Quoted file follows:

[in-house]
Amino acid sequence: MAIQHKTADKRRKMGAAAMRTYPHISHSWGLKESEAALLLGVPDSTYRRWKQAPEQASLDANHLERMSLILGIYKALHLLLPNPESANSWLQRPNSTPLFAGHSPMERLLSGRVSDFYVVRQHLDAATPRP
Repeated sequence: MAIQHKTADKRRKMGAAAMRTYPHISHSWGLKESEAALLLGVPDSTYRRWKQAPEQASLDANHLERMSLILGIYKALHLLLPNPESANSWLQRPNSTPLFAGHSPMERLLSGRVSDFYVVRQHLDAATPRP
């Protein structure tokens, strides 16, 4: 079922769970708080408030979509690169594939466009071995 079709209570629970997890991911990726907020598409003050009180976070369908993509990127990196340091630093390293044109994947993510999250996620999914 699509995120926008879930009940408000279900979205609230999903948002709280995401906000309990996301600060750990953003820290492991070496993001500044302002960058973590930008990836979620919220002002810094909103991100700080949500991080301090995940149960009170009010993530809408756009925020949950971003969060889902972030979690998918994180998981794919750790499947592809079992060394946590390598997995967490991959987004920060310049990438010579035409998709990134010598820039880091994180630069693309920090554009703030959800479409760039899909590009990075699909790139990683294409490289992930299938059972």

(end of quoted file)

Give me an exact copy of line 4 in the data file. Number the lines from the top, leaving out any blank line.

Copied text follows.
């Protein structure tokens, strides 16, 4: 079922769970708080408030979509690169594939466009071995 079709209570629970997890991911990726907020598409003050009180976070369908993509990127990196340091630093390293044109994947993510999250996620999914 699509995120926008879930009940408000279900979205609230999903948002709280995401906000309990996301600060750990953003820290492991070496993001500044302002960058973590930008990836979620919220002002810094909103991100700080949500991080301090995940149960009170009010993530809408756009925020949950971003969060889902972030979690998918994180998981794919750790499947592809079992060394946590390598997995967490991959987004920060310049990438010579035409998709990134010598820039880091994180630069693309920090554009703030959800479409760039899909590009990075699909790139990683294409490289992930299938059972």